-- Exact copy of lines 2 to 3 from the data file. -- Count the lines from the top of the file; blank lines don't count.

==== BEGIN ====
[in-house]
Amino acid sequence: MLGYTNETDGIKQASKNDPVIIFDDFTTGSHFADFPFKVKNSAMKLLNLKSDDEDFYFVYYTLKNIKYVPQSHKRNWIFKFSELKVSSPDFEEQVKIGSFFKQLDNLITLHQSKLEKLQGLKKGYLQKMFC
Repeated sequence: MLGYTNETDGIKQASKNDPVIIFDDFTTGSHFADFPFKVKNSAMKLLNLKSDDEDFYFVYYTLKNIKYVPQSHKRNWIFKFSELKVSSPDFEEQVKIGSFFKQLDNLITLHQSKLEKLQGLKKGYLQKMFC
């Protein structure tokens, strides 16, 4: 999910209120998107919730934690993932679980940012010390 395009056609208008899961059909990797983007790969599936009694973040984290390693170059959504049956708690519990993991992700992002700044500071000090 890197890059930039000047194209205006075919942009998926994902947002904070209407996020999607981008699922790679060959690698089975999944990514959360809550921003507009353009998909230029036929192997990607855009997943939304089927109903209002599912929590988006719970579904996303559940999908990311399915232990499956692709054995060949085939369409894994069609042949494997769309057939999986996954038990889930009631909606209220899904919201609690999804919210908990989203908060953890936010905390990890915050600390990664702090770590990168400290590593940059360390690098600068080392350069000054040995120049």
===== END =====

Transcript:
Amino acid sequence: MLGYTNETDGIKQASKNDPVIIFDDFTTGSHFADFPFKVKNSAMKLLNLKSDDEDFYFVYYTLKNIKYVPQSHKRNWIFKFSELKVSSPDFEEQVKIGSFFKQLDNLITLHQSKLEKLQGLKKGYLQKMFC
Repeated sequence: MLGYTNETDGIKQASKNDPVIIFDDFTTGSHFADFPFKVKNSAMKLLNLKSDDEDFYFVYYTLKNIKYVPQSHKRNWIFKFSELKVSSPDFEEQVKIGSFFKQLDNLITLHQSKLEKLQGLKKGYLQKMFC